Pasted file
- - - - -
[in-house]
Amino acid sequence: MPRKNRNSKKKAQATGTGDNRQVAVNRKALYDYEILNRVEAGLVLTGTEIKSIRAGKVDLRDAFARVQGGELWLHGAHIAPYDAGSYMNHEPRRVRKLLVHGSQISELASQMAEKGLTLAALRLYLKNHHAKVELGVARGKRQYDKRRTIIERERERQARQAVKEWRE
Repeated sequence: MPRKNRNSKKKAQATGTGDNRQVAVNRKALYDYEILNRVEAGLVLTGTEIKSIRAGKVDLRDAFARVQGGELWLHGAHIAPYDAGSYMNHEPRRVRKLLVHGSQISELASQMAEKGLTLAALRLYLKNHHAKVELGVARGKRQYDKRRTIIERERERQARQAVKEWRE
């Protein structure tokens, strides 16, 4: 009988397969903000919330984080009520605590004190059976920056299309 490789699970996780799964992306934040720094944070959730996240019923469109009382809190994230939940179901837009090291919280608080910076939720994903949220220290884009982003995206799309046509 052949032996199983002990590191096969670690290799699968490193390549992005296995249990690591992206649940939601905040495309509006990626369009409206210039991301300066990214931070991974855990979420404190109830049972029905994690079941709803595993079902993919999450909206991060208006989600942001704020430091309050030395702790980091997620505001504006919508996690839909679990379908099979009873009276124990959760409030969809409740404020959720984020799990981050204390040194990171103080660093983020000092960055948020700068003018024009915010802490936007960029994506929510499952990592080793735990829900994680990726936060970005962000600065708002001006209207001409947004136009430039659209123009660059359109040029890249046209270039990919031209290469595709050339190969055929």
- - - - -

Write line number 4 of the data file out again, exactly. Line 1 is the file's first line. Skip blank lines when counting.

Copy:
């Protein structure tokens, strides 16, 4: 009988397969903000919330984080009520605590004190059976920056299309 490789699970996780799964992306934040720094944070959730996240019923469109009382809190994230939940179901837009090291919280608080910076939720994903949220220290884009982003995206799309046509 052949032996199983002990590191096969670690290799699968490193390549992005296995249990690591992206649940939601905040495309509006990626369009409206210039991301300066990214931070991974855990979420404190109830049972029905994690079941709803595993079902993919999450909206991060208006989600942001704020430091309050030395702790980091997620505001504006919508996690839909679990379908099979009873009276124990959760409030969809409740404020959720984020799990981050204390040194990171103080660093983020000092960055948020700068003018024009915010802490936007960029994506929510499952990592080793735990829900994680990726936060970005962000600065708002001006209207001409947004136009430039659209123009660059359109040029890249046209270039990919031209290469595709050339190969055929």